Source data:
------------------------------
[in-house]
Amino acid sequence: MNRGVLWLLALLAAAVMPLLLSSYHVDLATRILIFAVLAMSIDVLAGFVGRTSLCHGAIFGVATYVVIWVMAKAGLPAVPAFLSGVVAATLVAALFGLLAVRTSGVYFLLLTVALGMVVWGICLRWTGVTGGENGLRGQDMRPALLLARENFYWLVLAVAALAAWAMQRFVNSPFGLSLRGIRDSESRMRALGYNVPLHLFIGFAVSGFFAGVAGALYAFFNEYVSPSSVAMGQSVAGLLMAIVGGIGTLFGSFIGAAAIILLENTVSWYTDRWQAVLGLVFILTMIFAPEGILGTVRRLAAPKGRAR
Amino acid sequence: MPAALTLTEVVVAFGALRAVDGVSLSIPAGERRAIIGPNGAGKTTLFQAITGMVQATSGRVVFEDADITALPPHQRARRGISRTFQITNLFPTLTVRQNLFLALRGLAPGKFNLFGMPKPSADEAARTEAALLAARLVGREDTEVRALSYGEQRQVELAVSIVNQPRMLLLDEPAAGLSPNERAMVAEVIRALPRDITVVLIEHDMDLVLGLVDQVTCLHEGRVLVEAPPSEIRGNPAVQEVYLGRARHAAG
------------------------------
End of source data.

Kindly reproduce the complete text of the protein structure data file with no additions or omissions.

[in-house]
Amino acid sequence: MNRGVLWLLALLAAAVMPLLLSSYHVDLATRILIFAVLAMSIDVLAGFVGRTSLCHGAIFGVATYVVIWVMAKAGLPAVPAFLSGVVAATLVAALFGLLAVRTSGVYFLLLTVALGMVVWGICLRWTGVTGGENGLRGQDMRPALLLARENFYWLVLAVAALAAWAMQRFVNSPFGLSLRGIRDSESRMRALGYNVPLHLFIGFAVSGFFAGVAGALYAFFNEYVSPSSVAMGQSVAGLLMAIVGGIGTLFGSFIGAAAIILLENTVSWYTDRWQAVLGLVFILTMIFAPEGILGTVRRLAAPKGRAR
Amino acid sequence: MPAALTLTEVVVAFGALRAVDGVSLSIPAGERRAIIGPNGAGKTTLFQAITGMVQATSGRVVFEDADITALPPHQRARRGISRTFQITNLFPTLTVRQNLFLALRGLAPGKFNLFGMPKPSADEAARTEAALLAARLVGREDTEVRALSYGEQRQVELAVSIVNQPRMLLLDEPAAGLSPNERAMVAEVIRALPRDITVVLIEHDMDLVLGLVDQVTCLHEGRVLVEAPPSEIRGNPAVQEVYLGRARHAAG